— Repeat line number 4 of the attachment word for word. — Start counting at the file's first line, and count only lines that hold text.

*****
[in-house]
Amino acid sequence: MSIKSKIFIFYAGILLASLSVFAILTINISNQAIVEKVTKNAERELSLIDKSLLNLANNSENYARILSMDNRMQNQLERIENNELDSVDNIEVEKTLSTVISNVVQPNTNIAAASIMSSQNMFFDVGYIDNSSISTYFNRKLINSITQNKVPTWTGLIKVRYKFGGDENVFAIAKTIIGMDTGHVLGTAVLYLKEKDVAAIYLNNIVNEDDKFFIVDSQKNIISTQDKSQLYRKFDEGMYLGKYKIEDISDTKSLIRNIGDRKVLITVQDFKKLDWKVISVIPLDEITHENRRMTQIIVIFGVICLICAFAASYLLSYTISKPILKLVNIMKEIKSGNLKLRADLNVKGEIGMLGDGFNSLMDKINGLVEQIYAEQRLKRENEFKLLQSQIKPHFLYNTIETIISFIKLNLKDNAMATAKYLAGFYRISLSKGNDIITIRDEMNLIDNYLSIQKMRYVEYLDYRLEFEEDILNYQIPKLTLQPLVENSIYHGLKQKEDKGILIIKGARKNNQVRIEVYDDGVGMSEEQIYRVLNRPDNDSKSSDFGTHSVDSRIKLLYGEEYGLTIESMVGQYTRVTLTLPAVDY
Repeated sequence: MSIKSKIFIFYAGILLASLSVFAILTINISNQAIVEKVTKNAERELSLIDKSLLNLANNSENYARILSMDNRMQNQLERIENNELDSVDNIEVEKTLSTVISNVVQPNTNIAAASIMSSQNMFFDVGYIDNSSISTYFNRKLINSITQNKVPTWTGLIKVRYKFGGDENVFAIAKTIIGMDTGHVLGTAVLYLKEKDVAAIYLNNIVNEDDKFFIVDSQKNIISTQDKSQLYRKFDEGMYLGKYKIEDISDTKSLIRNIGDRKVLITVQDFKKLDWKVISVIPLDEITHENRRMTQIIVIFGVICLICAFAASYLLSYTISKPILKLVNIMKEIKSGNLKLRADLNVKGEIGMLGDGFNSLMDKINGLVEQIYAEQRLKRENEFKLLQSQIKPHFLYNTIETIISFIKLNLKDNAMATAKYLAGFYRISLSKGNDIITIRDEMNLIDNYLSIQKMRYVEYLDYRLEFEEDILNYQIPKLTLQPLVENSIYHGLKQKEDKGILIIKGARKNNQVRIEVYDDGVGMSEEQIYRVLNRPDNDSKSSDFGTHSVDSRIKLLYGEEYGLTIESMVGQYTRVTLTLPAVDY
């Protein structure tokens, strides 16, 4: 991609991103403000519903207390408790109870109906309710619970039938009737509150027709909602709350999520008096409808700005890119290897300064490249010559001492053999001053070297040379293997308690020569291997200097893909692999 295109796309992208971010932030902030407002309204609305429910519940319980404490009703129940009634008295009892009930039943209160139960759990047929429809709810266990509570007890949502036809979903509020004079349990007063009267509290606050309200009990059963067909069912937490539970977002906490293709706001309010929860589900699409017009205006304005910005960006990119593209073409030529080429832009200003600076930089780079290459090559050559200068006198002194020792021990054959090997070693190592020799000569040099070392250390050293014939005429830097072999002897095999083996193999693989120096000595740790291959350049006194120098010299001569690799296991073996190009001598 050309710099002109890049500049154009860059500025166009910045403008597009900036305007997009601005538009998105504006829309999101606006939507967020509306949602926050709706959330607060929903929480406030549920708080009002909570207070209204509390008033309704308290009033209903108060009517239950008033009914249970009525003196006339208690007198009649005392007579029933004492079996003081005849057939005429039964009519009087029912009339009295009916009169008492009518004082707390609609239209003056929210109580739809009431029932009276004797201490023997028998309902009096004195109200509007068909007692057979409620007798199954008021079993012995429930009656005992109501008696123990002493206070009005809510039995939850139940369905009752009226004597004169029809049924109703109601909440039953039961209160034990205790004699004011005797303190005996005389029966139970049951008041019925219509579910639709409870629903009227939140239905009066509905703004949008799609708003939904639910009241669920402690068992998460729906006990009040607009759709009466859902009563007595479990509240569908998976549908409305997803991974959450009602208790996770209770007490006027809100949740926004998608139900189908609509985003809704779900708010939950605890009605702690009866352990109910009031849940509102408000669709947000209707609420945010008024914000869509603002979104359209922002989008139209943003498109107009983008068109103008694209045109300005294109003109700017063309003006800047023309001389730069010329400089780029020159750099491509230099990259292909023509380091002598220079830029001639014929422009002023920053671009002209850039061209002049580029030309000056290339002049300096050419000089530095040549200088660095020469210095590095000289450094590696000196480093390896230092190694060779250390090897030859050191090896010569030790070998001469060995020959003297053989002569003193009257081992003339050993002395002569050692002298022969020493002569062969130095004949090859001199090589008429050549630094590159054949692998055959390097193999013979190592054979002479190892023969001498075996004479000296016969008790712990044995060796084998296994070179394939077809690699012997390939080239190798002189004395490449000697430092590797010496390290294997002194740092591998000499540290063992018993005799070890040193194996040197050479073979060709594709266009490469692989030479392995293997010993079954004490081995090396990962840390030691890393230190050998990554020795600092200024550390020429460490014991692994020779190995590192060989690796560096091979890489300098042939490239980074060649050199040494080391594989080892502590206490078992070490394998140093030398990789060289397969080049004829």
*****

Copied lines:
């Protein structure tokens, strides 16, 4: 991609991103403000519903207390408790109870109906309710619970039938009737509150027709909602709350999520008096409808700005890119290897300064490249010559001492053999001053070297040379293997308690020569291997200097893909692999 295109796309992208971010932030902030407002309204609305429910519940319980404490009703129940009634008295009892009930039943209160139960759990047929429809709810266990509570007890949502036809979903509020004079349990007063009267509290606050309200009990059963067909069912937490539970977002906490293709706001309010929860589900699409017009205006304005910005960006990119593209073409030529080429832009200003600076930089780079290459090559050559200068006198002194020792021990054959090997070693190592020799000569040099070392250390050293014939005429830097072999002897095999083996193999693989120096000595740790291959350049006194120098010299001569690799296991073996190009001598 050309710099002109890049500049154009860059500025166009910045403008597009900036305007997009601005538009998105504006829309999101606006939507967020509306949602926050709706959330607060929903929480406030549920708080009002909570207070209204509390008033309704308290009033209903108060009517239950008033009914249970009525003196006339208690007198009649005392007579029933004492079996003081005849057939005429039964009519009087029912009339009295009916009169008492009518004082707390609609239209003056929210109580739809009431029932009276004797201490023997028998309902009096004195109200509007068909007692057979409620007798199954008021079993012995429930009656005992109501008696123990002493206070009005809510039995939850139940369905009752009226004597004169029809049924109703109601909440039953039961209160034990205790004699004011005797303190005996005389029966139970049951008041019925219509579910639709409870629903009227939140239905009066509905703004949008799609708003939904639910009241669920402690068992998460729906006990009040607009759709009466859902009563007595479990509240569908998976549908409305997803991974959450009602208790996770209770007490006027809100949740926004998608139900189908609509985003809704779900708010939950605890009605702690009866352990109910009031849940509102408000669709947000209707609420945010008024914000869509603002979104359209922002989008139209943003498109107009983008068109103008694209045109300005294109003109700017063309003006800047023309001389730069010329400089780029020159750099491509230099990259292909023509380091002598220079830029001639014929422009002023920053671009002209850039061209002049580029030309000056290339002049300096050419000089530095040549200088660095020469210095590095000289450094590696000196480093390896230092190694060779250390090897030859050191090896010569030790070998001469060995020959003297053989002569003193009257081992003339050993002395002569050692002298022969020493002569062969130095004949090859001199090589008429050549630094590159054949692998055959390097193999013979190592054979002479190892023969001498075996004479000296016969008790712990044995060796084998296994070179394939077809690699012997390939080239190798002189004395490449000697430092590797010496390290294997002194740092591998000499540290063992018993005799070890040193194996040197050479073979060709594709266009490469692989030479392995293997010993079954004490081995090396990962840390030691890393230190050998990554020795600092200024550390020429460490014991692994020779190995590192060989690796560096091979890489300098042939490239980074060649050199040494080391594989080892502590206490078992070490394998140093030398990789060289397969080049004829």